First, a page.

Even though it only lasted a few minutes, the hail squall that passed through my neighborhood earlier this week did a respectable amount of damage. Winds up to 70 mph toppled stately trees, people lost power – some for up to 22 hours (I lost power for about 12), and hail shredded the leaves that had finally popped out on the trees, creating a green carpet over people’s driveways and the roads.
Loss of power and loss of my routine reminded me of just how vulnerable we are to even the littlest whims of nature. I would have had to eat a cold supper but for the propane-fueled camp stove tucked away in my basement. With all our experience with snowstorms, perhaps northerners are more used to weathering weather disruptions than those in lower regions of the country, but we are far from immune. With no televisions and computers for distraction, my neighbors all took to the street to compare notes and make sure everyone was okay.
Unfortunately, violent storms like this are only likely to increase in the future. A few days after the storm, I attended a public forum called “A Flood of Options – Adapting to Climate Change,” which was hosted by the St. Louis River Alliance and the Izaak Walton League, and sponsored by the Minnesota Coastal Program and Freshwater Future. Speaker Mark Seely, the Minnesota State Climatologist, said that one of the things we can expect with climate change (and it’s happening now) is an increased amount of moisture from violent storms. There’s already been a 31 percent increase in this type of precipitation for the Great Lakes.
Higher temperatures are another thing that are happening, especially in the northern latitudes. The number of warm nights is increasing and so it goes that the number of cold nights is decreasing. Other lovely things to ponder are that mean monthly temperatures across the U.S. in 2012 were the highest since 1895 (I am guessing this is when stable record-keeping started). Not just by a little bit. Seely said they, “Obliterated all other year’s” temps. The same was true for Canada last year. Also, the value of economic losses due to weather/climate disasters has increased since 1980 due to hurricanes, floods, drought, etc. Seely said this is a motivator for communities to talk about climate adaptation. “Our climate vulnerability is becoming more and more clear to us.”
Other consequences include a longer mold and allergy season, increased frequency of freeze/thaw cycles, shorter time of ice cover on lakes (which leads to an increase in winter evaporation), and a longer growing season (which might not be all bad for northern Minnesota). The goal of the workshop was to inform participants about the impacts of climate change and provide ideas about how communities can adapt to it. It is a precursor to later workshops that will get more into advocacy and more specific adaptation measures.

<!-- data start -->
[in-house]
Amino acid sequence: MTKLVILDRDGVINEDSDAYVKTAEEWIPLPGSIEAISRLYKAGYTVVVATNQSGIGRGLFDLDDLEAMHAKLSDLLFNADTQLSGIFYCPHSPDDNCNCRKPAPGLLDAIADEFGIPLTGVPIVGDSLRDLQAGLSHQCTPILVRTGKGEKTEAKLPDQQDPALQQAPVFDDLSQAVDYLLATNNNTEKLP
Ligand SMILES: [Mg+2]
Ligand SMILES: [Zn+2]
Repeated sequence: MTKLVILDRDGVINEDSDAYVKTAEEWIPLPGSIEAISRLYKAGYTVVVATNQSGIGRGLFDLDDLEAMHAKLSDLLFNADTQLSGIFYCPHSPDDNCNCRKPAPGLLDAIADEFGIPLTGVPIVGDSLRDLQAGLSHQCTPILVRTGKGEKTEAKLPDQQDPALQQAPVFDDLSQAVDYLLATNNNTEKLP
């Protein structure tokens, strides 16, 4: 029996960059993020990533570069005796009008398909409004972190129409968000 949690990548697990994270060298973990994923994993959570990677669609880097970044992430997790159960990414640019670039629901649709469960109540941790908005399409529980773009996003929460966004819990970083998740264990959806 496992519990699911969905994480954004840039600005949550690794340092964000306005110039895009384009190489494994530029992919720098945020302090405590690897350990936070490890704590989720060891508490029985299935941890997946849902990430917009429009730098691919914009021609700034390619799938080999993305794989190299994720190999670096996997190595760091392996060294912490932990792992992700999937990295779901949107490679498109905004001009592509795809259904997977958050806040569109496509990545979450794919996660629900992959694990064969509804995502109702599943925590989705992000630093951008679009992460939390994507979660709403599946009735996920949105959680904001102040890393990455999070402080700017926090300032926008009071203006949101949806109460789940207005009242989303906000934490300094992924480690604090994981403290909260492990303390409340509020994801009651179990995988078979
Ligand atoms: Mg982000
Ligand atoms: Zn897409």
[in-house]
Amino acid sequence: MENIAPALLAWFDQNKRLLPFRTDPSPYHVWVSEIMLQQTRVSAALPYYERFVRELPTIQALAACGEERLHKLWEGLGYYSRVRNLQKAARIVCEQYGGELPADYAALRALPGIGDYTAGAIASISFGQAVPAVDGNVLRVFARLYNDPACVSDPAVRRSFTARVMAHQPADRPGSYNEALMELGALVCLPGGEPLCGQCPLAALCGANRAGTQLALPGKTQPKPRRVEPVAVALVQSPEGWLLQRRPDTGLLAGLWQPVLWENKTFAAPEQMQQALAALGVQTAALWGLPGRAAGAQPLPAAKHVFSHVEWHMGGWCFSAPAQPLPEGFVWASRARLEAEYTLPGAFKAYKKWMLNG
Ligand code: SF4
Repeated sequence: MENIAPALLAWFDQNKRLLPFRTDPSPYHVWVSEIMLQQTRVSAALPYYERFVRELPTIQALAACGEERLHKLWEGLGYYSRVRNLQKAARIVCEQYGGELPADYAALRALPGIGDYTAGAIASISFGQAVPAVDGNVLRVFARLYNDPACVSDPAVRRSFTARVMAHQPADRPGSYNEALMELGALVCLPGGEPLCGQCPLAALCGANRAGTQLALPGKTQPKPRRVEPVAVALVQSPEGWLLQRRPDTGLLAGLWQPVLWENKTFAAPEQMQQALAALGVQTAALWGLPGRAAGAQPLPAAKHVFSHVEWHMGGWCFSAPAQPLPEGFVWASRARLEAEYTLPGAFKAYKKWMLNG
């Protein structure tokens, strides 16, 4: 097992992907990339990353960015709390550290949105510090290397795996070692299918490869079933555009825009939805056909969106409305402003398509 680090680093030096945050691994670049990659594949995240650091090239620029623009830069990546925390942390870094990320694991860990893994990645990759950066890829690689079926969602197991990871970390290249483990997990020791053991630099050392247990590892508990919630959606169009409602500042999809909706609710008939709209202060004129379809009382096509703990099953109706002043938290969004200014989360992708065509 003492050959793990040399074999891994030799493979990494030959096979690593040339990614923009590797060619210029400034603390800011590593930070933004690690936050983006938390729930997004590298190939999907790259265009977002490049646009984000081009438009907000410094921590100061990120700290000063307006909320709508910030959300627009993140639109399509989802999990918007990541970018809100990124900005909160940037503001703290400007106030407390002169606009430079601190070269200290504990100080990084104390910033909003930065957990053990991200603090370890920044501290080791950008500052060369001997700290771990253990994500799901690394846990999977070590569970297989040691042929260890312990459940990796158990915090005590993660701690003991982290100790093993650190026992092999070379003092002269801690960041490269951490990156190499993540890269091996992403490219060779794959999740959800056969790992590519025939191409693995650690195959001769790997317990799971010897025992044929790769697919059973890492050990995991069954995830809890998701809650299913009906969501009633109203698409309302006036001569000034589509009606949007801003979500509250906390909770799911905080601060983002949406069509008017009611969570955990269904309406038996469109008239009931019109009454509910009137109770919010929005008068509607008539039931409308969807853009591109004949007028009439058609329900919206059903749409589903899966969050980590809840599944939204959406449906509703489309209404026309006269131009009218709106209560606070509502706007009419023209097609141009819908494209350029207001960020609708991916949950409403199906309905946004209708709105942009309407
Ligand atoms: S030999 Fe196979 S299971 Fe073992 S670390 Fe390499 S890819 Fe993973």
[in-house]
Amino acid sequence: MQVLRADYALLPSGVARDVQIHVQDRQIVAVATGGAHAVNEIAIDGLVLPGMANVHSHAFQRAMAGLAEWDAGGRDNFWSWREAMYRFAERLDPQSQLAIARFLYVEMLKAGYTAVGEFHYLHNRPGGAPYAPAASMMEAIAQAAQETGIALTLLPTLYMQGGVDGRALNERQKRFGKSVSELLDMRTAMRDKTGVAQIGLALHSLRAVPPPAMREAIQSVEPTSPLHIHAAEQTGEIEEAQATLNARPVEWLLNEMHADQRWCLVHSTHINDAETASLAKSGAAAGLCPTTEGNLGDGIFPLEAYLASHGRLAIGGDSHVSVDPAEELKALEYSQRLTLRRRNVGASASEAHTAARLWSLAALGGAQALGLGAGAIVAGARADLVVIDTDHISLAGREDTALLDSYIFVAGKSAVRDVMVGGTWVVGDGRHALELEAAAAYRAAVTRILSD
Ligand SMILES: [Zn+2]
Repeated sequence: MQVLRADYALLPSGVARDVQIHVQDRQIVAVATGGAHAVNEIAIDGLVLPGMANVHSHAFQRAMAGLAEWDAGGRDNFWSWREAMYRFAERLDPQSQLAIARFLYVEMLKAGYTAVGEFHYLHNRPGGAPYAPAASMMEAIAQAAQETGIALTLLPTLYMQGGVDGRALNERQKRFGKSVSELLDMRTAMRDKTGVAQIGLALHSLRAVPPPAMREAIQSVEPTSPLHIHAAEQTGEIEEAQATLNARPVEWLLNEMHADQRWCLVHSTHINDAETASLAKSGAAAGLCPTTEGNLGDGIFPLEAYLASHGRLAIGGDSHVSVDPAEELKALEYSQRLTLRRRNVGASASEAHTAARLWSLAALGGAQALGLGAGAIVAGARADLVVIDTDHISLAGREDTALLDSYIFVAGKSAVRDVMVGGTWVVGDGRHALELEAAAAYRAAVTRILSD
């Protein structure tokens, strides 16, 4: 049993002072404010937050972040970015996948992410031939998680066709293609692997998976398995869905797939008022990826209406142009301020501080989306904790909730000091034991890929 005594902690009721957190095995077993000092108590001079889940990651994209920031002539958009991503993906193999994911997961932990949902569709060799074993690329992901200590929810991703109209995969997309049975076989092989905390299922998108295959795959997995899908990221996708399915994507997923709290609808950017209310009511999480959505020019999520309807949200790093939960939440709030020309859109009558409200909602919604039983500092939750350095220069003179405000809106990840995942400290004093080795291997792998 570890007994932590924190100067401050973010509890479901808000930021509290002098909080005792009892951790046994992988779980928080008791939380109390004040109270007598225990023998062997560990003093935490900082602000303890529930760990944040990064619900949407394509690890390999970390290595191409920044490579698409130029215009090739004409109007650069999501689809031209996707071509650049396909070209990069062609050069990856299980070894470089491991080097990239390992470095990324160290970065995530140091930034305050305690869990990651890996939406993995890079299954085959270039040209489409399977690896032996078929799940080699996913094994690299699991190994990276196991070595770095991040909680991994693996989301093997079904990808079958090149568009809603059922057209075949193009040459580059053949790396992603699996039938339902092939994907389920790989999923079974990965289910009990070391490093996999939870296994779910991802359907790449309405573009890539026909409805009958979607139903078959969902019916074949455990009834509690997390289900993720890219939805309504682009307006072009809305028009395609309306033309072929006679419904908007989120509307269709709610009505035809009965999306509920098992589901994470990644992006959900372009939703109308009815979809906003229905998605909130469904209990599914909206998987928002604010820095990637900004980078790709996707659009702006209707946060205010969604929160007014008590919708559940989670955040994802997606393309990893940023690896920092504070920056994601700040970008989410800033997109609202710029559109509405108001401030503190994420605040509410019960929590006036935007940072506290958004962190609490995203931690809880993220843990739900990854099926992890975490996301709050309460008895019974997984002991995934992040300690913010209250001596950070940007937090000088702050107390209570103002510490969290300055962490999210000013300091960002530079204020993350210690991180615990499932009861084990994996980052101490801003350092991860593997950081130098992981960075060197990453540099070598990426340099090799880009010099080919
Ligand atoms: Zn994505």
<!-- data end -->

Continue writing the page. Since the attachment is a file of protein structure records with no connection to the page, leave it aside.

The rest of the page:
During the question and answer session after his talk, Seely said, “Doing nothing is not an option. We’re obligated to think about this and to do something in our roles as citizens.” Chris Kleist, stormwater manager for the City of Duluth, also spoke, outlining the impacts of last year’s “500-year-flood” on the city. He estimates that long-term restoration will cost $12.6 million and the city has received about $2 million so far.
A look around the audience of 25 made it clear to me the presenters were preaching to the choir. Most of the others are already active in the environmental community. The guy seated next to me was so into the topic, he quoted from notes he wrote on a napkin. The type of approach used in the presentations wasn’t going to change anyone’s mind who wasn’t a climate-change believer. I know enough about behavior change theory to understand that.
Please forgive my Bill Clinton-esque title to this piece. I hope use of the word “stupid” does not offend, but I could not resist! It gets frustrating sometimes reading/hearing some of the refutations to climate change produced by nay-sayers. One of the problems is that those involved in climate change research and education do not employ effective communication techniques to get their messages across.
Spouting facts does not spur people to action. What does spur action and advocacy is storytelling, emotion, and spontaneity combined with some key message pre-testing and removing barriers to action. One of my favorite proponents to this approach is Randy Olson, a marine biologist-turned-filmmaker. He produced a movie about climate change (“Sizzle: A Global Warming Comedy), and wrote a book that tries to help scientists get their message across more effectively to the public (“Don’t Be Such a Scientist”). Seely did introduce a bit of emotion, but it wasn’t until the end of his talk, in the question and answer session. By then, an hour after his presentation began, it was too late.
It’s my sincere hope that the later climate workshops in this series integrate more effective communication techniques. And if you have a scientific message to get out to the public, please, consult with a trained communicator. It can only help! I’ll get down off my soapbox now.